Not poking holes in anyone's story, but I got this exact story and these exact pictures in an email about 3 weeks ago..... Hmmmm.....

Ronsch
March 1, 2010, 02:51 PM
Hey Cosmoline,

We have had a couple of bear sightings down here...May be hearsay or mistakes, but it has been warmer than normal.

Cosmoline
March 1, 2010, 05:36 PM
Last month was really warm, but this supposedly happened in December at thirty below, which means the bear must have been having some really serious problems. Given the lack of followup information I'm inclined to chalk this one up as another internet myth based on some photos that could have nothing to do with .38's or dogs getting eaten.

LEVRLOVR
March 1, 2010, 05:46 PM
What he said^^^.

xXxplosive
March 1, 2010, 05:47 PM
Try this maybe.............

f4t9r
March 1, 2010, 05:51 PM
GRAPHIC PHOTO"S

As soon as you see that, you know everyone is going to look !!

Gryffydd
March 1, 2010, 06:22 PM
The text sounds like a "FW:FW:FW:RE:FW:CHECK THIS OUT"

"Pass this on, to anyone/everyone." :rolleyes:

Nematocyst
March 1, 2010, 06:59 PM
I've been fence sitting on this - open to the possibility -
but I'm with Cosmo at this point.

Too many questions and no follow up.

GRIZ22
March 1, 2010, 08:36 PM
Hard to believe he could stop a charging grizzly, at close range with a .38 but he did!


Another testimonial to shot placement!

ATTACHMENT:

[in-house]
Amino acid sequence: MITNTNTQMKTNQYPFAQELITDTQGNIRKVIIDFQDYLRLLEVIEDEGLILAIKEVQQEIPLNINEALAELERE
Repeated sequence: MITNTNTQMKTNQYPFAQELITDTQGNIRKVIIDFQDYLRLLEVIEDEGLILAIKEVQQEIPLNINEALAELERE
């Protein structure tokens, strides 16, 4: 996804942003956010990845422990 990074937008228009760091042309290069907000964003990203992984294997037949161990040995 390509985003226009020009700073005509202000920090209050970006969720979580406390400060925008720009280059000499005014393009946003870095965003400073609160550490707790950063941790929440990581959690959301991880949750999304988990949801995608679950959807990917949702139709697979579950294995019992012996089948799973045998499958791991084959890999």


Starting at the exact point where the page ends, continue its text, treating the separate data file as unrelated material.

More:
Skeeter Skelton told a story of a friend that moved to Alaska and the only gun he had was a 32-20 S&W. When Skeeter visited him, a year or so after he made the move, his friend had a Grizzly rug in his cabin. Skeeter never claimed the bear was killed with the 32-20 but it was the only gun his friend had.

Gungnir
March 1, 2010, 08:58 PM
With this being in December, the beastie having a reported good layer of fat, and my temperatures not getting above -15F (I'm about 200 or so miles south of Coldfoot so it's virtually Alaska local) from November through mid January. I've heard nothing locally, or on Bush radio, and found nothing else on the intarweb. We also had a hard cold snap just before Thanksgiving where it didn't get above -40 for over a week. So I'm calling BS until the OP comes back with more info.

Add into that the dogs, if they're sled dogs (and why you'd have 5 dogs out here if they're not sled dogs I dunno), you can hear them from a mile away out here, so if they're getting chowed on my a big bad bear, if you're in half a mile you'll know something's up. The guy never carries, but this once, and he's a musher and only carried a .38 :scrutiny: a 22 if a dog gets hurt and needs to be put down, sure, a 44, 45, 454, or rifle/shotgun for self defense, sure, a .38... this story has more holes than my Sunday socks.